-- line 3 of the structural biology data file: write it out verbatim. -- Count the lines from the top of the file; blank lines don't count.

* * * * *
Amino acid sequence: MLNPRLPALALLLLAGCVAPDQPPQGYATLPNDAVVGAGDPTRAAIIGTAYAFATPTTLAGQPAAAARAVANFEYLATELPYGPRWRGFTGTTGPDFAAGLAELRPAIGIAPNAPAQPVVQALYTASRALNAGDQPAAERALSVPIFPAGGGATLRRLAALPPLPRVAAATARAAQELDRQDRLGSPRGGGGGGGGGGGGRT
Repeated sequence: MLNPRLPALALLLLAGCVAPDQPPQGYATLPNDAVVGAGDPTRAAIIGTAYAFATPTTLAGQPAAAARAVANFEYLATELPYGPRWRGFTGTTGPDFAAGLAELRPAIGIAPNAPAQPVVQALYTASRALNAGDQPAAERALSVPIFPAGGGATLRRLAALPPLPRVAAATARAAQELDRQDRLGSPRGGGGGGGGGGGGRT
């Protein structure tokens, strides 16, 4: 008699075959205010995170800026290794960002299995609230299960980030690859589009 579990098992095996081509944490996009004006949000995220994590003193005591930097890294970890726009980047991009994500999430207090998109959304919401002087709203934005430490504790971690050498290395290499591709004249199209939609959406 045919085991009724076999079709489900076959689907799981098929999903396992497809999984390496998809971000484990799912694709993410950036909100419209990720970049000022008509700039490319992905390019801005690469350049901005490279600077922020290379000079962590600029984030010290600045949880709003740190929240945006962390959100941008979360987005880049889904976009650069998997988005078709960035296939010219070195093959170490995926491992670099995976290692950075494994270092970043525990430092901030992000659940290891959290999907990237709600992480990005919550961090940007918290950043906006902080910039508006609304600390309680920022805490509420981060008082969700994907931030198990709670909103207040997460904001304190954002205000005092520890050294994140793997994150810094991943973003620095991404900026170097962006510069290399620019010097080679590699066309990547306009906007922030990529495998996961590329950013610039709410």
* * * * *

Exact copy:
């Protein structure tokens, strides 16, 4: 008699075959205010995170800026290794960002299995609230299960980030690859589009 579990098992095996081509944490996009004006949000995220994590003193005591930097890294970890726009980047991009994500999430207090998109959304919401002087709203934005430490504790971690050498290395290499591709004249199209939609959406 045919085991009724076999079709489900076959689907799981098929999903396992497809999984390496998809971000484990799912694709993410950036909100419209990720970049000022008509700039490319992905390019801005690469350049901005490279600077922020290379000079962590600029984030010290600045949880709003740190929240945006962390959100941008979360987005880049889904976009650069998997988005078709960035296939010219070195093959170490995926491992670099995976290692950075494994270092970043525990430092901030992000659940290891959290999907990237709600992480990005919550961090940007918290950043906006902080910039508006609304600390309680920022805490509420981060008082969700994907931030198990709670909103207040997460904001304190954002205000005092520890050294994140793997994150810094991943973003620095991404900026170097962006510069290399620019010097080679590699066309990547306009906007922030990529495998996961590329950013610039709410």